However, one of Cleveland’s other stars, Tris Speaker, became the team’s new manager and convinced his friend Chapman to stay on for the 1920 season.

Carl Mays: ‘Baseball was a very tough game. Someone like him, I think, was more of the norm’
Carl Mays: ‘Baseball was a very tough game. Someone like him, I think, was more of the norm’. Photograph: Courtesy of Andy Billman

It was a watershed year for baseball, reflected by the three teams vying for the AL pennant. There was Cleveland, led by Speaker, Chapman and top pitcher Jim Bagby Jr. There were the Yankees, on the rise after getting Babe Ruth in a famous trade with the Red Sox – and also acquiring Mays from Boston in a separate deal. And, controversially, there were the Chicago White Sox, widely suspected of throwing the previous season’s World Series – doubts that would eventually lead to the lifetime suspension of eight “Black Sox” players.

In August, the Indians traveled by train for a series with the Yankees, which would include the fateful match-up that would kill Chapman.

“It was a hot, muggy day,” Billman says, with “bright sunlight peeking in and out,” making it hard to see the ball. The ball itself was not “bright white,” but “cloudy, yellowish … probably scuff marks,” as pitchers used dirt or spit to make it less hittable. Furthering the difficulties, “Carl Mays had a slingshot, submarine delivery. It was not coming directly at you.”

Chapman stepped up to the plate. Billman compares him to a modern-day star – Ichiro Suzuki, “swinging out of the box, swinging and running to get to first base. It’s where the game was [back then].” The director notes that the teams played in the “heat of a pennant race, the Yankees and Indians trying for their first AL pennant. On top of that, Carl Mays had no problem hitting people.”

Mays’ pitch was too high to bunt, and it hit Chapman. Mays fielded the ball, apparently thinking Chapman had made contact with his bat, and looked to get the out at first base. Mays said afterward that he did not think Chapman had ever seen his pitch.

Reflecting on the scope of the tragedy, Billman says that it is “amazing, before that pitch, it hadn’t happened before. It was not a game that really relied on health and safety. It was really how the owners saved money. Batting helmets did not appear until the late 1950s.”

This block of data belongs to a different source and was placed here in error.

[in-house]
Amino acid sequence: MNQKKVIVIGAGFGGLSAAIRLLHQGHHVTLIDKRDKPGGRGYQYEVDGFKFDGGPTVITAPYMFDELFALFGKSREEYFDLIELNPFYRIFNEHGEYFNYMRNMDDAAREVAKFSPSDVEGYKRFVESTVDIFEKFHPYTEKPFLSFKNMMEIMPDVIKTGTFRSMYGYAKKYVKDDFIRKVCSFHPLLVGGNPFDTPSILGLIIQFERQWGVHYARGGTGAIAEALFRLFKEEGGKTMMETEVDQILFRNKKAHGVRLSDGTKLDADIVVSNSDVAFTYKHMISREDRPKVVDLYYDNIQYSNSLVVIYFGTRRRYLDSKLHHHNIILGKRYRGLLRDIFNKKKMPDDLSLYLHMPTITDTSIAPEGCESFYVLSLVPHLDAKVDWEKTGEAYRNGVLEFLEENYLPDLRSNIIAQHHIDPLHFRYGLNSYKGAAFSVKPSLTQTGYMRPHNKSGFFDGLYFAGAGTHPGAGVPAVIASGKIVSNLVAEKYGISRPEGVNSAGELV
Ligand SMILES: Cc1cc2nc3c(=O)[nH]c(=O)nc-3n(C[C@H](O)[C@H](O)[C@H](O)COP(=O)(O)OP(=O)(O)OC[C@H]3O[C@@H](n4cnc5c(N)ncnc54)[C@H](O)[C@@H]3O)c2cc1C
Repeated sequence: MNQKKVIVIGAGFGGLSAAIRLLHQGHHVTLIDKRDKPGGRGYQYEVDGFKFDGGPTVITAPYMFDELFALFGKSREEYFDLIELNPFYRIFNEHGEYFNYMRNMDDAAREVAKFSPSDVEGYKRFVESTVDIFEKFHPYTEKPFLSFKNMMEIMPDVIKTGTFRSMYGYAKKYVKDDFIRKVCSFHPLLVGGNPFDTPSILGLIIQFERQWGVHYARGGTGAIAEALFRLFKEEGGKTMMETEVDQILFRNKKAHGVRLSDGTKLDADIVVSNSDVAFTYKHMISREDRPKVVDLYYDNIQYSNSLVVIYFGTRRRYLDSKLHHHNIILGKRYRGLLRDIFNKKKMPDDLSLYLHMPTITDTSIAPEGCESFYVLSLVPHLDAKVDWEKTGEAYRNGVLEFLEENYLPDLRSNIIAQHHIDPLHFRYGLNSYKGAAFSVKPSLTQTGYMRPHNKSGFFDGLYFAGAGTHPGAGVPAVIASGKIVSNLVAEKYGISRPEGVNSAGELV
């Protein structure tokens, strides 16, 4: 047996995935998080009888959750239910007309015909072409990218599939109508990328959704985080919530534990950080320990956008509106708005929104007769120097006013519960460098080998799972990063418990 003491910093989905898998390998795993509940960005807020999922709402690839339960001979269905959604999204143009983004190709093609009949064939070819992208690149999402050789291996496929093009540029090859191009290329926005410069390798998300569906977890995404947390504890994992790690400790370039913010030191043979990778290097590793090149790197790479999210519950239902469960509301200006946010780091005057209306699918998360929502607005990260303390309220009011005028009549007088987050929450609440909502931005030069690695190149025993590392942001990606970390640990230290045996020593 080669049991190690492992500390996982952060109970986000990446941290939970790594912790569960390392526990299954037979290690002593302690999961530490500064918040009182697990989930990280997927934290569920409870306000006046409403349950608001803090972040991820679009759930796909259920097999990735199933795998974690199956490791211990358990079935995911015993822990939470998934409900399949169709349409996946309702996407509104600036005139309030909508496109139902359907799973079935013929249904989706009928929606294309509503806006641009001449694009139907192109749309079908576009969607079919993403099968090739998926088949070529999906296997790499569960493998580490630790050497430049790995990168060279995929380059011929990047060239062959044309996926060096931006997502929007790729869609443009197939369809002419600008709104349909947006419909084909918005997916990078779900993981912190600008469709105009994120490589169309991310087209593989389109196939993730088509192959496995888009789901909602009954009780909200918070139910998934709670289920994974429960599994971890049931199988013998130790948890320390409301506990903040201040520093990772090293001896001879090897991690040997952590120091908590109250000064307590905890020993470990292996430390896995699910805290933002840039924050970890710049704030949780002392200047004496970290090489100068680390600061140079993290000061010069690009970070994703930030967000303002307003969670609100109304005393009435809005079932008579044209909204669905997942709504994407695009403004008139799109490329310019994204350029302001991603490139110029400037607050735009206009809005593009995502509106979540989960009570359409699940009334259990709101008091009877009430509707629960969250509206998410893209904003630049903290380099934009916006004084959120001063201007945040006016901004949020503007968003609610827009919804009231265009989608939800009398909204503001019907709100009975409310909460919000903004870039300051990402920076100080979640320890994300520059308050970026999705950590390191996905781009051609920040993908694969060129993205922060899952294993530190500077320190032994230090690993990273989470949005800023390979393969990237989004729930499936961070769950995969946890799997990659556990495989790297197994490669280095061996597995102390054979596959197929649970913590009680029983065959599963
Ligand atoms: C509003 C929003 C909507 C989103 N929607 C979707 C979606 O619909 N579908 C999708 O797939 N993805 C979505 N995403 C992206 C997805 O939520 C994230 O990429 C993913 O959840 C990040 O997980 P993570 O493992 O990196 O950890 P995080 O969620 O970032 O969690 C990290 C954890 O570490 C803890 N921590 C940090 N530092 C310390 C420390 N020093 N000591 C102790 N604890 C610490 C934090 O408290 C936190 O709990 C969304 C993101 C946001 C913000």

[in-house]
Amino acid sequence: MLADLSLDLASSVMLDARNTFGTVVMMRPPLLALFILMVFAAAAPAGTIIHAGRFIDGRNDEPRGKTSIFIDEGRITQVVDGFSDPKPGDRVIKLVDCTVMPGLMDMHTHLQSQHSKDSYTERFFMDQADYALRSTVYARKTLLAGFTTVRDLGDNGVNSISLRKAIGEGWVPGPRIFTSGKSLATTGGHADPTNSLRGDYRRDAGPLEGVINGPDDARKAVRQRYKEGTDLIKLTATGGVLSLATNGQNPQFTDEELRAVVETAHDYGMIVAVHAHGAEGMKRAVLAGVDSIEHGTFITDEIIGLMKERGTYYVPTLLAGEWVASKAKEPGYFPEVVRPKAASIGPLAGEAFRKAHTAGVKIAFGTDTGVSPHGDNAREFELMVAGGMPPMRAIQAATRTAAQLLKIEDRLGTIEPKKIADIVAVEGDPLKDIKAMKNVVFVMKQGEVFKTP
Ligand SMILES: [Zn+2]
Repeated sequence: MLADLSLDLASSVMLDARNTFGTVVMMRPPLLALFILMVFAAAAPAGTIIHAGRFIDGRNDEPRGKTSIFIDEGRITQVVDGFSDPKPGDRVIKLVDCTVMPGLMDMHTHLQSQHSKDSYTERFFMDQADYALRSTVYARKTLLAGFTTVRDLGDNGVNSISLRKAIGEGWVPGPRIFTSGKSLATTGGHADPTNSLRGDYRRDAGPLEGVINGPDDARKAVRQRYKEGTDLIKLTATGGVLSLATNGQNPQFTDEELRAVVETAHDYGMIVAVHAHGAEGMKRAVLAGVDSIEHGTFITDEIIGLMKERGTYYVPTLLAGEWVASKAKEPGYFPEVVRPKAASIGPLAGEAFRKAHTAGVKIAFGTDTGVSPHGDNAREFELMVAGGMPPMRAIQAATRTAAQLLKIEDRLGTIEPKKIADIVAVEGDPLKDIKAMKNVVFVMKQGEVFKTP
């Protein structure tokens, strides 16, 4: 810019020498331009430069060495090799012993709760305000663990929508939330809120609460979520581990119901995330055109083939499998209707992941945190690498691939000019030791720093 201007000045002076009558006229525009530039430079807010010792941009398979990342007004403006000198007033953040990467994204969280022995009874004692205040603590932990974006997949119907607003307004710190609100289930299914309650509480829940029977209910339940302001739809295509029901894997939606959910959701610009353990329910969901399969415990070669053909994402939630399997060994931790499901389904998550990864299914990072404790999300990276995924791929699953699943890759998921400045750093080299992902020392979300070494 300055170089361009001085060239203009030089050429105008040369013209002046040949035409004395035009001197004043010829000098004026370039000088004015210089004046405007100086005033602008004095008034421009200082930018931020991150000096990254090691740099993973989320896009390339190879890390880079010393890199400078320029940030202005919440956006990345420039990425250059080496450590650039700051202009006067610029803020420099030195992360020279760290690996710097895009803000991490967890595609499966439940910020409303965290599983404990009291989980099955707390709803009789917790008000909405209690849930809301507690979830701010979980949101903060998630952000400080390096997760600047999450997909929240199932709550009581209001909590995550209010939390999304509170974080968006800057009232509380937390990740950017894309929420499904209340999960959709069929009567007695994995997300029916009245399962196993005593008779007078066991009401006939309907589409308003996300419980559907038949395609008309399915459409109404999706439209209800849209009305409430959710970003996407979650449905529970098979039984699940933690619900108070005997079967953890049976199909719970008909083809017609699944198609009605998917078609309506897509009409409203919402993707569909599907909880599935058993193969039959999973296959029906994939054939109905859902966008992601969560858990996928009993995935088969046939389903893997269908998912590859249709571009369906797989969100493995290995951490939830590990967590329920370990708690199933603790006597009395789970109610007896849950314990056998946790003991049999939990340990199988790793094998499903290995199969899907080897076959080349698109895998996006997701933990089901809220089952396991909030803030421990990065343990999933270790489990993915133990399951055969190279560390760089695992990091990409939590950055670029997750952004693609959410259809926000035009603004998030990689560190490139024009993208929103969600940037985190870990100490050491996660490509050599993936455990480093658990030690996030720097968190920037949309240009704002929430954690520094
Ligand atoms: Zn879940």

In archival audio footage, Mays said, “I didn’t hit Chapman, Chapman hit hisself. He run into the ball that was over the plate but as high as his head. That’s how Chapman got hit.”

Billman is forgiving of Mays though. “Did he intentionally kill Ray Chapman?” Billman asks. “No, absolutely not. Did he try to pitch inside? Absolutely. It’s still part of the game today.”

Yet, he says, what was not part of the game back then was “modern medicine.”

“They did not rush [Chapman] to the hospital,” Billman laments. “Today, they would rush him immediately.”

Chapman died the next day, with crowds packing his funeral service to comfort his widow.

“When something like this happens, it’s not only jarring to a city but obviously a family – in this case, [Kathleen] Daly’s,” Billman reflects. “They never really got over it.”

Kathleen Chapman remarried, but less than a decade later, both she and her young daughter were also dead. Addressing reports that she killed herself, Billman says that we will “never know.” Her daughter died during a measles epidemic.

“It’s a sad story,” Billman says. “It’s really, really sad, especially talking about their daughter who passed away.”

As for Mays, some questioned his reaction to Ray Chapman’s death.

“I think he felt terrible but was not feeling guilty,” Billman says. “He felt like pitching the next day, back on the mound … There were more Carl Mayses in 1920, clearly, than there are in the early 21st century.”

Yet, he notes, “after that moment, baseball really changed. Just doing my research, you don’t really see people like Ty Cobb and Carl Mays anymore. They kind of fade away because of that incident.”

Chapman’s grave at Lake View Cemetery remains a site where Clevelanders come to leave baseballs, poetry and quarters as signs of respect.

“It really is a pilgrimage,” Billman says. “It’s one of the things that says a lot about who he was, what this means, at least among Clevelanders. I’m not surprised it still happens today, being from Cleveland. People are still writing and sending things about 1920 – 100 years ago.”